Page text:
Accessibility links

Young Hong Kong Democrats Sentenced to Jail Amid Fears of Broader Crackdown

  • Reuters

Hong Kong student leader Joshua Wong poses for a photo, a day before an appeal verdict on charges relating to 2014 pro-democracy "Umbrella Movement," also known as "Occupy Central" protests, in Hong Kong, Aug. 15, 2017.

A Hong Kong appeals court Thursday jailed three prominent young Hong Kong democracy leaders for several months for “unlawful assembly” linked to the city’s months-long pro-democracy protests in 2014.

The three are 20-year-old Joshua Wong, former student leader Alex Chow, 26, and Nathan Law, 24, the youngest ever democratically elected lawmaker in Hong Kong. They were jailed for six, seven and eight months respectively.

They had faced a maximum of three years in jail.

he former British colony, which last month celebrated the 20th anniversary of its return to Chinese rule, was gridlocked by nearly three months of street protests in 2014’s “Umbrella Movement” that failed to convince Beijing to allow full democracy in the city of 7.3 million.

A day earlier, Wong said the democracy movement in Chinese-ruled Hong Kong is facing a dark era.

The former British colony, which last month marked 20 years under Communist Party rule, was gridlocked by nearly three months of street protests in 2014 that failed to persuade Beijing to allow full democracy in the densely populated city.

The protest cemented the then 17-year-old Wong's role at the forefront of the democracy movement, which has been on a roller coaster over the past year. The ride peaked when young candidates were elected to the local legislature, then crashed with a series of government-initiated lawsuits that ended with several being stripped of their seats.

Wong, now 20, who was sentenced to 80 hours of community service for illegal assembly connected to the 2014 protests before prosecutors sought a jail term, said the legal challenges had hit morale hard.

"It is the darkest era of the Hong Kong democratic movement," Wong said. "Hong Kong is not Hong Kong anymore and now we're suffering from a serious threat because I guess in the next few years there will be nearly a hundred youth activists who will be sent to prison."

Hong Kong became a "special administrative region" of China in 1997. Since then it has been governed under a "one country, two systems" formula that guarantees a range of freedoms not enjoyed on the Chinese mainland, including a direct vote for half of the 70-seat Legislative Council.

But activists say those freedoms have come under serious threat.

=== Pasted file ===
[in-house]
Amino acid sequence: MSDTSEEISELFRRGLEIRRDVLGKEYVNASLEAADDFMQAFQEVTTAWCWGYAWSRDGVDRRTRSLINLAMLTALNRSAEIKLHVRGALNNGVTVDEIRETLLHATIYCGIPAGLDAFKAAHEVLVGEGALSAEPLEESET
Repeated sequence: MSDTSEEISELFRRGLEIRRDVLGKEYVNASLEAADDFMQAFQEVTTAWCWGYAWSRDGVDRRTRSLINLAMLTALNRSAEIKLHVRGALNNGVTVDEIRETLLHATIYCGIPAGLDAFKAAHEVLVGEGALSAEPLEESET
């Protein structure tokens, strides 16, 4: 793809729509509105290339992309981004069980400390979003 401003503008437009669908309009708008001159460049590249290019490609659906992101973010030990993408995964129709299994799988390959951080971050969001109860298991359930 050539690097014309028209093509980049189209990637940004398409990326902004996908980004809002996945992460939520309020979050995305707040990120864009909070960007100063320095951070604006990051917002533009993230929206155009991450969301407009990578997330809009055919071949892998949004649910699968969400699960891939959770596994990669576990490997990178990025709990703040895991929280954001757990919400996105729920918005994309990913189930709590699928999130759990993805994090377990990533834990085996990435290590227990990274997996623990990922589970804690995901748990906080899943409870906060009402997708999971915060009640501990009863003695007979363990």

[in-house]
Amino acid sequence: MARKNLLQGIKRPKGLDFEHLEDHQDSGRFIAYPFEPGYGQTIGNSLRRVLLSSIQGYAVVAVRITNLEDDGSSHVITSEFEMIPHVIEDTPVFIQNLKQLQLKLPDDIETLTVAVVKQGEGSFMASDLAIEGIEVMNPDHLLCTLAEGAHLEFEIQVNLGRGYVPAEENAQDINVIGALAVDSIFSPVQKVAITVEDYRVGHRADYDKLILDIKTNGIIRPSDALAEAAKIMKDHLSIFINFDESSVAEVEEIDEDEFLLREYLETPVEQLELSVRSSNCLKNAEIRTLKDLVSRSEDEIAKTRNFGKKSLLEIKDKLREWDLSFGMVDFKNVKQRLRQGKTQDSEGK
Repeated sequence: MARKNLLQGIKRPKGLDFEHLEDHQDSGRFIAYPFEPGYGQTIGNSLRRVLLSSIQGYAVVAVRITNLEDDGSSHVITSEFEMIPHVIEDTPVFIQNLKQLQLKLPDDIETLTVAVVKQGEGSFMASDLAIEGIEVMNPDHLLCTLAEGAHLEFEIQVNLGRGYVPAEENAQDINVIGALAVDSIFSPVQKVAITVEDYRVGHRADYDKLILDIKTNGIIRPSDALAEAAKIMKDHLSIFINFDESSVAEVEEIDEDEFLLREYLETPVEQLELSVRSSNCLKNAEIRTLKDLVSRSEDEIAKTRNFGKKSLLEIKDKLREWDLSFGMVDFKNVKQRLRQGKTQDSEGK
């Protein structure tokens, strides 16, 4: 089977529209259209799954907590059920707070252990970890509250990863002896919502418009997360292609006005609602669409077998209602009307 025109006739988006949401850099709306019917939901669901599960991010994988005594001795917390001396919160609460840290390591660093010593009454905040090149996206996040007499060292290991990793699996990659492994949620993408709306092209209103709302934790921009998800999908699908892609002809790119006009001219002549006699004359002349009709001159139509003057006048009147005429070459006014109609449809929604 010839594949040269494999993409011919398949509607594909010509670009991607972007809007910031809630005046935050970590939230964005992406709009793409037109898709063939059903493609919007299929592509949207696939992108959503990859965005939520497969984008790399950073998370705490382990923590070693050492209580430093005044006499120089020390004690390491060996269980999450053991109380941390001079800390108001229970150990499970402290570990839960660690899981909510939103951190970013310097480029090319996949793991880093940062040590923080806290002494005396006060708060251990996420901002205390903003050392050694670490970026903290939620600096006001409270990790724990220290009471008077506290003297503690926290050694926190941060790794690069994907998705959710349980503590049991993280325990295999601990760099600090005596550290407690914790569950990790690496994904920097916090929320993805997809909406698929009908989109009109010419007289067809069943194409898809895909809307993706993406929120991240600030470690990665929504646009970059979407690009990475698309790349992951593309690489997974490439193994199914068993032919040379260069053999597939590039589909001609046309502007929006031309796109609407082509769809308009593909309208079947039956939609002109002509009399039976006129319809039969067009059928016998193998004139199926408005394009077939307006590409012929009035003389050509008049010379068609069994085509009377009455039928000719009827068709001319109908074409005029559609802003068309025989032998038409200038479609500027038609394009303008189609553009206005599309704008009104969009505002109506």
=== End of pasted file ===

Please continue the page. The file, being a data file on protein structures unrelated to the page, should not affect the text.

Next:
Dozens jailed

In recent months, dozens of protesters, mostly young people, have been jailed for their roles in various protests, including a violent demonstration that the government called a riot in early 2016.

This week, 13 mostly young activists were jailed for storming the Legislative Council in a separate incident, again after prosecutors pushed for harsher sentences than those handed down by lower courts.

Many activists have condemned the Department of Justice for its pursuit of jail terms for activists who have only recently become adults.

FILE - Hong Kong democracy activist Joshua Wong and others scuffle with police as they protest during the election for Hong Kong's next chief executive near the venue where the vote is taking place in Hong Kong, March 26, 2017.
FILE - Hong Kong democracy activist Joshua Wong and others scuffle with police as they protest during the election for Hong Kong's next chief executive near the venue where the vote is taking place in Hong Kong, March 26, 2017.

"The outlandish application seeking jail time is not about public order but is instead a craven political move to keep the trio out of the Legislative Council, as well as deter future protests," Sophie Richardson, the China director at Human Rights Watch, said in a statement.

Wong, who said he wants to run for a seat in the Legislative Council and pursue a political career, could be banned from running for five years if he were to be jailed for more than three months.

The Department of Justice, in response to questions from Reuters, said in a statement the three were convicted because they had broken the law.

"As the relevant judicial proceedings have not been completed, it is not appropriate for us to make further specific comments on the application [by the prosecution], save that there is absolutely no basis to imply any political motive on the part of the Department of Justice in this case," it said.

XS
SM
MD
LG